One of the things any Church member—married or single—can do to bless his or her life is to apply the principles and counsel contained in the divinely inspired document “The Family: A Proclamation to the World.” 1 For some of us single adults, there may be times when the blessings of family life seem distant and unattainable. However, Elder Richard G. Scott of the Quorum of the Twelve Apostles counseled that we should “live whatever portion of the plan [of happiness] you can.” 2 In examining the proclamation from the viewpoint of single adult life, we can learn many principles that will help us find happiness and purpose in our lives.
Sons and Daughters of God
The proclamation teaches that “all human beings—male and female—are created in the image of God. Each is a beloved spirit son or daughter of heavenly parents, and, as such, each has a divine nature and destiny.” This statement shows that each individual, regardless of marital status, is a member of a family—God’s eternal family. We are literally His sons and daughters, and consequently, we have reason to be happy.
The proclamation teaches of our inheritance of godly characteristics and of our potential to become like God. This knowledge can help all of God’s children find comfort in the midst of trial. Single individuals in particular can be reassured that Heavenly Father loves them as His precious children, even if they do not presently experience the love of a spouse in a traditional family setting.
When I have felt lonely or concerned about my single status, I try to remind myself that the most important aspect of my identity is that I am a child of God, sent to earth to be tested and to learn patience. The proclamation teaches that as God’s offspring, I “accepted His plan by which His children could obtain a physical body and gain earthly experience to progress toward perfection and ultimately realize his or her divine destiny as an heir of eternal life.” President Lorenzo Snow (1814–1901) taught, “If a young man or a young woman has no opportunity of getting married, and they live faithful lives up to the time of their death, they will have all the blessings, exaltation, and glory that any man or woman will have who had this opportunity and improved it.” 3 Therefore, singles can still receive all the blessings of eternal life as long as we strive to keep our covenants, live worthily, and serve the Lord and His children.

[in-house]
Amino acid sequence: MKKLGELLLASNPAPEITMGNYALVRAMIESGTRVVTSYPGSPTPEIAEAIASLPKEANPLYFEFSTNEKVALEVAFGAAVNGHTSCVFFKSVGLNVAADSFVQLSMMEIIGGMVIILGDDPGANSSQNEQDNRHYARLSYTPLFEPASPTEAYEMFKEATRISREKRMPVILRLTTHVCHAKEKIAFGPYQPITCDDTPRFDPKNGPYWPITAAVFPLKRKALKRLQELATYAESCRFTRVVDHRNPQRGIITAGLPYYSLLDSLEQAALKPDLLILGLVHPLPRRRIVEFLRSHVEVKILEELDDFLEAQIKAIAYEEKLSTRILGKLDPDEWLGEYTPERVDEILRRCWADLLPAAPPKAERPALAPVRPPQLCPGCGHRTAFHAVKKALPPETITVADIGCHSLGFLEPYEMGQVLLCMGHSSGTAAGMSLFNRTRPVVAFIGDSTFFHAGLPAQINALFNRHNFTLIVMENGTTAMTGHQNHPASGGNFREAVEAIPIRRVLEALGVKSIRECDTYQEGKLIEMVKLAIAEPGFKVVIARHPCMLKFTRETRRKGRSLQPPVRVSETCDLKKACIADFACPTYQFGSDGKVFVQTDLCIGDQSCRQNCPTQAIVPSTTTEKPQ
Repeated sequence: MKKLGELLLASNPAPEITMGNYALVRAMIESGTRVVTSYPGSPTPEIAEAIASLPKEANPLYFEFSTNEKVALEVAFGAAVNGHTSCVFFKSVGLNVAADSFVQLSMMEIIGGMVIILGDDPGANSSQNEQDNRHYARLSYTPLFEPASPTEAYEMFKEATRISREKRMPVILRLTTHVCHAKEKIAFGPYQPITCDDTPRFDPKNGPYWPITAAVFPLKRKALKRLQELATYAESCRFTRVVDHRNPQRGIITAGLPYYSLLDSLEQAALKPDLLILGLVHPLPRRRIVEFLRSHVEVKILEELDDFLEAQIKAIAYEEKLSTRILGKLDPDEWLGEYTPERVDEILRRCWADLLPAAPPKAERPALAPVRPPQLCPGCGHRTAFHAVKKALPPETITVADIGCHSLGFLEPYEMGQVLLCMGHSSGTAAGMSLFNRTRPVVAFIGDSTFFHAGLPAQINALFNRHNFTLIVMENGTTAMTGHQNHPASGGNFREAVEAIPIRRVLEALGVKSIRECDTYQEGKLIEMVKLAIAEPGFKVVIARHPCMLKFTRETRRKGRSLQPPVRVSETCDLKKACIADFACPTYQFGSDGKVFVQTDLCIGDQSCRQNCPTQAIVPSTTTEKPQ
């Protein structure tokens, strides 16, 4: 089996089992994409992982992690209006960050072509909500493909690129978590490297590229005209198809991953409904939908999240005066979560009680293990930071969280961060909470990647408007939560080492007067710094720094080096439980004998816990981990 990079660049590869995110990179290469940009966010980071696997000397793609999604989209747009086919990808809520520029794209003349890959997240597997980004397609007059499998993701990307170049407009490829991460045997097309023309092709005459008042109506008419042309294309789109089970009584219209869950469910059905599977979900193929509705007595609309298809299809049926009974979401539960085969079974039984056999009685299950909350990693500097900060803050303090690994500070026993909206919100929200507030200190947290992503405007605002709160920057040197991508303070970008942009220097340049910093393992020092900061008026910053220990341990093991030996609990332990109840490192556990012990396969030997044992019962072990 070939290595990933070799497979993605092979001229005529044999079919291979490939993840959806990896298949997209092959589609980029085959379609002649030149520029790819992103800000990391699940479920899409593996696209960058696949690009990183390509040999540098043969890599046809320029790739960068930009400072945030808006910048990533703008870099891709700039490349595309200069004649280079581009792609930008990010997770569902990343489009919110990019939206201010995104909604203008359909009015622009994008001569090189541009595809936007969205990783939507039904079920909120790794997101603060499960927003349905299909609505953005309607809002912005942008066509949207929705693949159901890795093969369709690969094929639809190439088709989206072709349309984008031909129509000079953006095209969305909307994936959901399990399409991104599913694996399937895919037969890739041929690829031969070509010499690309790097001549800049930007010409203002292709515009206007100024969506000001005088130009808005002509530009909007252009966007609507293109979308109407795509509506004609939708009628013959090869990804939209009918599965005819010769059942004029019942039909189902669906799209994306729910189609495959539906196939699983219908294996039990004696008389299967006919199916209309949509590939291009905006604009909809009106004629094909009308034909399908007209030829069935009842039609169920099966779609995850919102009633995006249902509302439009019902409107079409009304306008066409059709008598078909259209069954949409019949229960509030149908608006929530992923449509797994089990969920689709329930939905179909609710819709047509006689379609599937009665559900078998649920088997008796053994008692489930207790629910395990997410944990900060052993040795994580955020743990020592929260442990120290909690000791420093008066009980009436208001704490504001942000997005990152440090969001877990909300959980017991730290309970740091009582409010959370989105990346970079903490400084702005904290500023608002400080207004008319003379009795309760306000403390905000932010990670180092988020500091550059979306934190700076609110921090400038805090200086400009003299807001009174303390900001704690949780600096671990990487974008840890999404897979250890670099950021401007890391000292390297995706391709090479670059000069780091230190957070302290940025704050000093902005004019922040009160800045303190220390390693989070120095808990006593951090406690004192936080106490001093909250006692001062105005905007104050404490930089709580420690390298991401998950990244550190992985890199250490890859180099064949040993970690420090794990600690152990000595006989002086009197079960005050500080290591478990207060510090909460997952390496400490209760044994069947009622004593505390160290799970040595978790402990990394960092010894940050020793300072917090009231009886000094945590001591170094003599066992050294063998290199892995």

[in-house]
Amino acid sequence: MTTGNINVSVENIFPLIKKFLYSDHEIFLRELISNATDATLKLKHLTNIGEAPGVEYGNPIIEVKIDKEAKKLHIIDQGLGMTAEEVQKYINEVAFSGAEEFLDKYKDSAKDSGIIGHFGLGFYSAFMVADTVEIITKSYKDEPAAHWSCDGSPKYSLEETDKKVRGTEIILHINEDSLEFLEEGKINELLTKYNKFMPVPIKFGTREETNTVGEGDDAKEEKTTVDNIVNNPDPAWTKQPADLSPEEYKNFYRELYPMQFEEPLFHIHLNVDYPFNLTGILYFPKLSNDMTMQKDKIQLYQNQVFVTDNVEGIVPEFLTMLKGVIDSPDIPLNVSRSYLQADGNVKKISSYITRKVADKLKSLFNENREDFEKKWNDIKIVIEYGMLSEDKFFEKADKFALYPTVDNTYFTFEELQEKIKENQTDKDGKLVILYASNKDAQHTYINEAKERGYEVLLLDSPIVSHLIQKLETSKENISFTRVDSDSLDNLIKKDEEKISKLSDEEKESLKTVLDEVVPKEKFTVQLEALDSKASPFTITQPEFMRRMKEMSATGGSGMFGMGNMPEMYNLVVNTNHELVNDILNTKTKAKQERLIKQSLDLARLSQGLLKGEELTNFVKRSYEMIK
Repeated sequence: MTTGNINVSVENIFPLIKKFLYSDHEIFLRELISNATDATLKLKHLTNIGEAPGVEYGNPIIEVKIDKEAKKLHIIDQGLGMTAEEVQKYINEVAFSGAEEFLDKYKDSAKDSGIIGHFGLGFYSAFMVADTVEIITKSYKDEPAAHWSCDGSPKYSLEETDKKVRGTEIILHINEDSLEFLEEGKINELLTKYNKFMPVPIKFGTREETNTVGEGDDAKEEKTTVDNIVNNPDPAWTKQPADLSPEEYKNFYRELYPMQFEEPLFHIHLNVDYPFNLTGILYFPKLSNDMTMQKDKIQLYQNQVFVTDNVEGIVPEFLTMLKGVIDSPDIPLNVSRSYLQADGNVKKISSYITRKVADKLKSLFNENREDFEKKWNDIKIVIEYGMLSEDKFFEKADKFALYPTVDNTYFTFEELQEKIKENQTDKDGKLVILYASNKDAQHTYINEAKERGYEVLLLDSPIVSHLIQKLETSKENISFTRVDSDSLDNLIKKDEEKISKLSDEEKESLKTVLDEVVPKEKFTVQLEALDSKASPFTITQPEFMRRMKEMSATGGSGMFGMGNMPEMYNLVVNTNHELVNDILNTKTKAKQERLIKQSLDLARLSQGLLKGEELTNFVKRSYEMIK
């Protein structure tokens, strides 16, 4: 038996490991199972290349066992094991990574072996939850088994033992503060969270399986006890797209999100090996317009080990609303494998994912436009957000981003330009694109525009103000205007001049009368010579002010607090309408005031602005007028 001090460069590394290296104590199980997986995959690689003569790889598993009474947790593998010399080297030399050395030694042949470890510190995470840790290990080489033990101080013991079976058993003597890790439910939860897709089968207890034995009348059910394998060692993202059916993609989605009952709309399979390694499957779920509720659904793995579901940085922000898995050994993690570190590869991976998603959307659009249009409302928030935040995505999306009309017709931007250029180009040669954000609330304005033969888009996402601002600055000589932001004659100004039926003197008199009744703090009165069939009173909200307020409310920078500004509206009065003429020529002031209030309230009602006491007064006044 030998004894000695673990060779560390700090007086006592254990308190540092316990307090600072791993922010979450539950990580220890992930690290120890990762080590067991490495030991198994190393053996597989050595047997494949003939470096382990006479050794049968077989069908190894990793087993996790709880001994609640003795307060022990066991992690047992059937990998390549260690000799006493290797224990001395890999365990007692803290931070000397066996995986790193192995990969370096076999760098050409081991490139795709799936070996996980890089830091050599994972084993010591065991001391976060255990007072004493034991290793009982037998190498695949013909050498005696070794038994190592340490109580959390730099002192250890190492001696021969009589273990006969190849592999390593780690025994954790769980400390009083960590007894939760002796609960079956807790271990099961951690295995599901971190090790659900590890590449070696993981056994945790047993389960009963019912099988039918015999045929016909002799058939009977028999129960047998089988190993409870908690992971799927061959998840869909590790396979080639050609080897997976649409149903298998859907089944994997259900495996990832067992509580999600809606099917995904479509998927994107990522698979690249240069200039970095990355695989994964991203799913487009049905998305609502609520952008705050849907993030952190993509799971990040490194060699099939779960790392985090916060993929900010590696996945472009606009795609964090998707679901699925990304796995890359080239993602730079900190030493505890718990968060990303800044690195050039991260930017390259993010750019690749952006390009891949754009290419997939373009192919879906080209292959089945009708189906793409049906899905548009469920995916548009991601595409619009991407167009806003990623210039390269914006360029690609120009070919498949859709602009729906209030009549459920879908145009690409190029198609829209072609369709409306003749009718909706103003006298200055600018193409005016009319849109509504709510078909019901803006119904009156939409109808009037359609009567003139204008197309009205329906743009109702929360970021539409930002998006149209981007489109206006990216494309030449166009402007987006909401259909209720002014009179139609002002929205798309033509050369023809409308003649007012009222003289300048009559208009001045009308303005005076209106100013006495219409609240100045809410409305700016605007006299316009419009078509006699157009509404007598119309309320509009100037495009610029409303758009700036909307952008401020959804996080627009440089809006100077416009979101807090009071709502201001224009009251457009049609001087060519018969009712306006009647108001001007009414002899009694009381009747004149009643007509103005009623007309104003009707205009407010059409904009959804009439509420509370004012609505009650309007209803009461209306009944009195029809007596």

Family History and Temple Work
Another important concept found in the proclamation is that “family relationships [can] be perpetuated beyond the grave” and that the ordinances of the temple “make it possible for individuals to return to the presence of God and for families to be united eternally.” One of the choicest blessings God has given His children is the opportunity to receive eternal ordinances in the temple for ourselves and then to provide those same ordinances for our kindred dead.
Single adults, although not without demands upon their time, talents, and energy, may have more freedom than married couples in choosing how they will spend their leisure time. One wise use of our time is to attend the temple “as frequently as time and means and personal circumstances allow,” as President Howard W. Hunter (1907–95) admonished Church members. 4 Single members of the Church can become more connected to their eternal family doing family history and temple work.
As I have participated in family history and temple work, my love for my own family and my appreciation for my heritage have grown. In addition, I have recognized more fully the fact that this earthly experience is only a brief period in the eternal scheme of God’s plan. I know that I am an integral part of an eternal family that is depending on me to help them receive the blessings of the gospel. As I develop this eternal perspective more fully by working on my family history and attending the temple, my concerns about daily life become less significant and more manageable.
The Law of Chastity
Another important proclamation principle states: “The first commandment that God gave to Adam and Eve pertained to their potential for parenthood as husband and wife. We declare that God’s commandment for His children to multiply and replenish the earth remains in force. We further declare that God has commanded that the sacred powers of procreation are to be employed only between man and woman, lawfully wedded as husband and wife.”